I’m 42 and currently employed. I currently have 150K invested in mainly Australian shares. Should my international vs national stock investment distribution change because of the Covid-19 Pandemic? If so, where should I concentrate?
Gavin in Cronulla, NSW
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Hi Gavin, thanks for your questions.
What this pandemic has certainly demonstrated is that no market/economy has been immune from its impact.
I believe at times like this, sticking to the fundamentals becomes more important than ever.
Having an investment portfolio that is well diversified, aligns with your risk appetite (is your investment style more ‘balanced’ in nature, or is it more high-growth orientated?), is cost effective, and provides the opportunity to regularly re-balance (ensuring that you are not unduly overweight/underweight particular asset classes), is a prudent way to managing one’s overall investment risk.
Staying disciplined with your investment approach (taking the emotion out – knowing that the market is cyclical and there will be periods of growth and decline) and not becoming overly protective (in other words, becoming ultra-cautious so that it prevents you from remembering why you invested this way in the first place), are all worthwhile reasons to remain rational and to ‘stay the course’.
In short, one answer to your main question is, ‘it depends.’ It may depend on several factors that are specific to you – your goals, your investment time horizon, and your appetite to risk, as touched on above.
From a global perspective, it appears that Australia has weathered the coronavirus pandemic, better than most countries. The government’s economic policy response has been strong, and our major trading partner China (at least for now!) is a couple of months or so ahead of the rest of the world, with regards to its recovery. With that said, one could argue that the recovery for our economy should be stronger, which could mean that Australian assets may perform better than global asset peers, particularly if we see a rising AUD, which is what has happened recently.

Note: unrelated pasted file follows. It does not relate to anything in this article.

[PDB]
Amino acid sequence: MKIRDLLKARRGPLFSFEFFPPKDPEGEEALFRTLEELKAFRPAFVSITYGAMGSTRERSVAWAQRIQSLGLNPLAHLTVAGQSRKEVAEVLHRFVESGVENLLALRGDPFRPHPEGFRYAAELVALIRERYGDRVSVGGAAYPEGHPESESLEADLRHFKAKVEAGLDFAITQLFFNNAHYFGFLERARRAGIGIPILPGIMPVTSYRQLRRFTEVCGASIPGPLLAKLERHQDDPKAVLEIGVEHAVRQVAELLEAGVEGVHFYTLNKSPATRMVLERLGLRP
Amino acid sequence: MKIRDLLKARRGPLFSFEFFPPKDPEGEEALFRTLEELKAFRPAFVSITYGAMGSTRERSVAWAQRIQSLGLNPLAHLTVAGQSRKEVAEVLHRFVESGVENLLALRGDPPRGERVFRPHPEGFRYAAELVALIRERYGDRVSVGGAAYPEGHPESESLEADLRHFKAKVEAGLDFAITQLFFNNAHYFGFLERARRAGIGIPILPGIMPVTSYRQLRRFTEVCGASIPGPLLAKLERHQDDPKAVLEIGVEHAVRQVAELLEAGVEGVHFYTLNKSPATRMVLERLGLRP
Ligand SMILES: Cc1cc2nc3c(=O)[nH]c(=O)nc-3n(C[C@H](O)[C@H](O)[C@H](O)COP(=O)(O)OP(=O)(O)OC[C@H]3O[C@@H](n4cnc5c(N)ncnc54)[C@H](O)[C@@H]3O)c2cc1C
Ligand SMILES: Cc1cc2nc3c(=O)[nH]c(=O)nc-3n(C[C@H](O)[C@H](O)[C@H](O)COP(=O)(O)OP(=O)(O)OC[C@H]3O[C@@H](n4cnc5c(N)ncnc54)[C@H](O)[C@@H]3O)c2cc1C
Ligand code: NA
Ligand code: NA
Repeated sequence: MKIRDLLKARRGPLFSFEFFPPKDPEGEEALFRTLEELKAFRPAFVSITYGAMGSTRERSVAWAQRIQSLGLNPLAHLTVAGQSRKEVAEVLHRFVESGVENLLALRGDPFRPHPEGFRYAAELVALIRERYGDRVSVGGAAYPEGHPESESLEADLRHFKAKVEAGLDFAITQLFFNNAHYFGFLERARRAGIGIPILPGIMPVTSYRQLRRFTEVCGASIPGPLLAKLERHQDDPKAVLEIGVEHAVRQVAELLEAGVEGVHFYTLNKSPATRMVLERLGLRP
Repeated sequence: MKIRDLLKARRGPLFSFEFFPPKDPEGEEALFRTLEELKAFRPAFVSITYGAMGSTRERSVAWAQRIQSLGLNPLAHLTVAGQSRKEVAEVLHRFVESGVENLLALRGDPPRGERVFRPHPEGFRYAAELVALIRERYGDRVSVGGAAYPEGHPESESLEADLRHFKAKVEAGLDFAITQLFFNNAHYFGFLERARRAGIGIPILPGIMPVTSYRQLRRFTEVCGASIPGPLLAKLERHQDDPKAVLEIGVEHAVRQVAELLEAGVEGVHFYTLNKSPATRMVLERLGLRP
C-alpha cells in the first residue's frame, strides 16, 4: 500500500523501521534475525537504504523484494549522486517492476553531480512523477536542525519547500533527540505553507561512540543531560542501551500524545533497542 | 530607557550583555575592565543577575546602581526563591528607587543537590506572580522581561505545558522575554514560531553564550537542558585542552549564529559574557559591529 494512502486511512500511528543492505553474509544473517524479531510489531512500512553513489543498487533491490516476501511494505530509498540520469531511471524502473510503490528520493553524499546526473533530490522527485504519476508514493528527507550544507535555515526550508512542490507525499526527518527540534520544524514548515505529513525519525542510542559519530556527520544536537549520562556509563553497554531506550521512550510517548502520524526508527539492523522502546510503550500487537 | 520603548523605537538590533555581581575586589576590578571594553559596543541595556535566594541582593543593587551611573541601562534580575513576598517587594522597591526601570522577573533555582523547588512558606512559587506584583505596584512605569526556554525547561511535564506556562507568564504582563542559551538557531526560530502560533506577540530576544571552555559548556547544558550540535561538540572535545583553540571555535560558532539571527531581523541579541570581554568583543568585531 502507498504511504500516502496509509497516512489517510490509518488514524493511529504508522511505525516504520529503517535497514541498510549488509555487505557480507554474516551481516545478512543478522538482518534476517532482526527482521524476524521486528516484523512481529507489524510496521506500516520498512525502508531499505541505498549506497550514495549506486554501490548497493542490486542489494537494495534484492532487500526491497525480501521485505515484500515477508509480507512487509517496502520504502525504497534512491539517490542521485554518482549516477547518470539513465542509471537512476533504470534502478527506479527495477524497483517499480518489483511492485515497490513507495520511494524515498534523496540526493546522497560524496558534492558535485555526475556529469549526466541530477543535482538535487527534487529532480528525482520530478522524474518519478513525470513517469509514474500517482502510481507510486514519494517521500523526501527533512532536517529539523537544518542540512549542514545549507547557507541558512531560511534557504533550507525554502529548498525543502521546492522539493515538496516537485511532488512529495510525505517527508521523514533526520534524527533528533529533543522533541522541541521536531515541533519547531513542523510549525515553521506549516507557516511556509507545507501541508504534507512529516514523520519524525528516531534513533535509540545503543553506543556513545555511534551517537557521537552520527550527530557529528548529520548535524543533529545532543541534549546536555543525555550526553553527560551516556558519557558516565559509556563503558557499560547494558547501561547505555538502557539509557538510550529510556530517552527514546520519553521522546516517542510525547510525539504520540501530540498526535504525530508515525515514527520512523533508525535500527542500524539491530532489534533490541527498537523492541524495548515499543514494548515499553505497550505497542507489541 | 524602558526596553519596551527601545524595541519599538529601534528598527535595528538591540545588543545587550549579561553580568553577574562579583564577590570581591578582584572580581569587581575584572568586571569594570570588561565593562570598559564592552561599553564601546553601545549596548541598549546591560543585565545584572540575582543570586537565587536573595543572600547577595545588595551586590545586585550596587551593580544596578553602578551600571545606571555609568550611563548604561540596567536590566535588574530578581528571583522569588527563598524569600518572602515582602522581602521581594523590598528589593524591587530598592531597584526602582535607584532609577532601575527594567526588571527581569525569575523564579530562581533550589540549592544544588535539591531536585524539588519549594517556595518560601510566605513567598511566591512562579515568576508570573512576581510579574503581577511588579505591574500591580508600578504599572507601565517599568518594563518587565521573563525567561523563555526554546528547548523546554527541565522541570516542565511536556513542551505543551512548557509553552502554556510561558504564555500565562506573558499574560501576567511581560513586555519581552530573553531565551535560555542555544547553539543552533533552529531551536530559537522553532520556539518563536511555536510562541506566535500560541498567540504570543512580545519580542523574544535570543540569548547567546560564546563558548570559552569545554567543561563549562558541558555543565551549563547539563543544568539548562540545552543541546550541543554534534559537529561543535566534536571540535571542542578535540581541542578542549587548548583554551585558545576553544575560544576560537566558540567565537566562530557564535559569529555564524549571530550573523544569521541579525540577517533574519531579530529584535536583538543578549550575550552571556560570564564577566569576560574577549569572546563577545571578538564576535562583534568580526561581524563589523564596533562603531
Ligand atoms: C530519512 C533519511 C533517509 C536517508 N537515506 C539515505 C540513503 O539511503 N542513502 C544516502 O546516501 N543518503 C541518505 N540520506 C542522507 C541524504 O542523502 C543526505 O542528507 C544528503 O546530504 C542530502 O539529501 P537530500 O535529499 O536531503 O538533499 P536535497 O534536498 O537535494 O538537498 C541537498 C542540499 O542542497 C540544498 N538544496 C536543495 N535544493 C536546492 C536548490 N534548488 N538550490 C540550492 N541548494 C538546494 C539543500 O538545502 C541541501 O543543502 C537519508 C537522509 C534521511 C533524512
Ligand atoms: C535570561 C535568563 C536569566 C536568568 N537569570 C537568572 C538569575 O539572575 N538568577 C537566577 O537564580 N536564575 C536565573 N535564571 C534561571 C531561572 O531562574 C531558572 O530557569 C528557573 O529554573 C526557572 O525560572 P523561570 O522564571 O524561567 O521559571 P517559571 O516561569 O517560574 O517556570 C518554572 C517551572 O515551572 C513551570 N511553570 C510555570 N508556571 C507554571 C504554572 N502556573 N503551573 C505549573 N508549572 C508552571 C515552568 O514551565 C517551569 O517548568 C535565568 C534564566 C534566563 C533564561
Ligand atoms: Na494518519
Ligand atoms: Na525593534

On the flip side though, there are those that hold a view that sectors (companies with too much debt and cyclical in nature - that rise quickly during a boom, but fall quickly during a bust) and countries such as the US, Europe and ourselves, that have too much exposure to China (demand and their supply chain, reliant on tourism and student intake), should be avoided. Whilst this may be a view for the short term, investors really need to take a longer-term view.
The bottom line is, no one has a crystal ball and truly knows for certain.
The truth is there will be buying opportunities in both international and domestic investments when the market drops. One good way of taking advantage of this fact, in a more conservative way, is to drip feed your money in by making purchases over a period of time. This way, if the market falls further, you know that you have not over committed yourself, and you have bought some investments at a reasonable price. This approach will also help with the ‘sleep better at night’ factor.
As to where to invest, ensure at least that some of the fundamentals are in play:
- Consider investing part of your cash reserves or buffer in your purchasing opportunities that best align with your risk profile, instead of selling out of and then buying into investments, as this will trigger additional transaction costs for you, and impact your overall net returns.
- Ensure that you are investing in an appropriate mix of investments. Include asset categories that move up and down in different market conditions, so that you can protect against significant losses. Do not have concentrated risk in any one particular asset class, as this could potentially bring the bulk of your portfolio down, should it fall.
- Consider a dollar cost averaging strategy. This will allow you to buy more of an investment when its price is low and less of the investment when its price is high.
Remember to stick to a plan/your plan, do not make rash decisions, and bear in mind that you no doubt are investing for the longer term. There will be troughs and peaks on your investment journey, and if history has taught us one thing with investing, it is this – ‘that markets will eventually recover’!
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